Quoted from http://www.sunherald.com/2011/05/06/3090633/jury-awards-man-322m-in-uss-largest.html
Jury awards man $322M in U.S.’s largest asbestos verdict
By Charlotte Graham – Laurel Leader-Call
Friday, May. 06, 2011
RALEIGH — A Smith County jury has awarded a Brookhaven man the single largest plaintiff’s asbestos verdict in United States history.
In a case against Chevron Phillips Chemical and Union Carbide Corp., Thomas “Tony” Brown Jr. was awarded $322 million for future medical expenses, pain and suffering, and punitive damages.
Brown, 48, who worked in the oil fields of Mississippi from 1979 to the mid-’80s, was diagnosed with asbestosis and is on oxygen 24 hours a day. Asbestosis is a lung disease caused by asbestos exposure that induces lung scarring and shortness of breath, which worsens over time.
Brown had worked as a roughneck, mixing drilling mud on drilling rigs in Mississippi and offshore in the Gulf of Mexico. Allen Hossley, one of his attorneys, said, “Brown inhaled asbestos dust while mixing drilling mud sold by CP Chem and manufactured by Union Carbide. Although the asbestos was known to cause cancer and lung disease, CP Chem and Union Carbide continued to market these almost 100 percent pure asbestos products long after they knew the dangers.”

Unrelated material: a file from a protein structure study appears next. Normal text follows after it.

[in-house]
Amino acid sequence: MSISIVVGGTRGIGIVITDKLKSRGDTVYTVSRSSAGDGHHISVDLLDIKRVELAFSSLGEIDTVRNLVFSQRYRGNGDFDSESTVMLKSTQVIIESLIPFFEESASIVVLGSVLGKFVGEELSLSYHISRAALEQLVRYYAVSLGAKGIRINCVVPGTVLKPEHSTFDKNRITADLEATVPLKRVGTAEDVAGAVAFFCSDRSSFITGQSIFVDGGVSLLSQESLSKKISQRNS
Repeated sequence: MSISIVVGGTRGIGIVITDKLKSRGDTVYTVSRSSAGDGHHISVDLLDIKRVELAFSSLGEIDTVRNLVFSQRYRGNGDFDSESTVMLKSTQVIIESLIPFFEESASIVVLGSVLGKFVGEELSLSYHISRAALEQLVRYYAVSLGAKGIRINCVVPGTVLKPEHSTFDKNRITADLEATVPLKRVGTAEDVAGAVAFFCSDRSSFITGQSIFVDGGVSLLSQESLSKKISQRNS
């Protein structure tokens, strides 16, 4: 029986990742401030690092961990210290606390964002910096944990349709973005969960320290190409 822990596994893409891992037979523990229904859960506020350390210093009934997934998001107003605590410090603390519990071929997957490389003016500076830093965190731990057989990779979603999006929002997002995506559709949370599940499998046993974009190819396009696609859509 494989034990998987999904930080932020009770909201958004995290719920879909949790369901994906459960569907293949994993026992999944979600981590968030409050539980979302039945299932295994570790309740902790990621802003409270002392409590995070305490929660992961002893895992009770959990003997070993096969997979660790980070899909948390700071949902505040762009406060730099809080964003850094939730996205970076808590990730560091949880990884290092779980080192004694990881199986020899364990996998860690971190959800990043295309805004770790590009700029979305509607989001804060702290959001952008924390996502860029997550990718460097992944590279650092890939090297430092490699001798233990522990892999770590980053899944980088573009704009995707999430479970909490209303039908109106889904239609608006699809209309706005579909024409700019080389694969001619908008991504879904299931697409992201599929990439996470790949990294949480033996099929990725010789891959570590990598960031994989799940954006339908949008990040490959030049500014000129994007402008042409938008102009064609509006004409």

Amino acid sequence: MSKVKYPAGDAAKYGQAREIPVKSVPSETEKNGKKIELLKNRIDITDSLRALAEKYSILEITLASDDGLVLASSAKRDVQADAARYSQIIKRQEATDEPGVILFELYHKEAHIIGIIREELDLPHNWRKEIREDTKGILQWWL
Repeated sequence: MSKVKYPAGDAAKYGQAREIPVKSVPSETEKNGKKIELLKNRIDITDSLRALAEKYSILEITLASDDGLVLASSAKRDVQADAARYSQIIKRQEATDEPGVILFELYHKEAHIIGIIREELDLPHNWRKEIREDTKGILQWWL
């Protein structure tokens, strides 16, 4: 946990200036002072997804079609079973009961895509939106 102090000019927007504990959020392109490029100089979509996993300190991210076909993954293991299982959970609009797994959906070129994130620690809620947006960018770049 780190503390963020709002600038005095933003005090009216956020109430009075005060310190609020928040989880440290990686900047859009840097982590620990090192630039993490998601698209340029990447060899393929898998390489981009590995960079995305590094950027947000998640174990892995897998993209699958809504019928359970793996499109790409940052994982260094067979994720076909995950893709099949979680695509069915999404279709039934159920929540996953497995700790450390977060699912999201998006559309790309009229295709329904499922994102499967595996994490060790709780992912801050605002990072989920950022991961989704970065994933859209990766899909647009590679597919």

The jury found CP Chem and Union Carbide liable to Brown for defectively designing their product and failure to provide an adequate warning.
Brown could not read or write when he started working in oil fields at age 16, and defendants argued because Brown couldn’t read, he didn’t deserve protection under Mississippi’s statue requiring defendants to warn the oil-field workers about the dangers of their asbestos products.
“The jury’s verdict made it clear that the people of Mississippi think that everyone, including the young men entering the work force that can’t read, deserve equal protection under Mississippi law,” said Dawn Smith, another of Brown’s attorneys.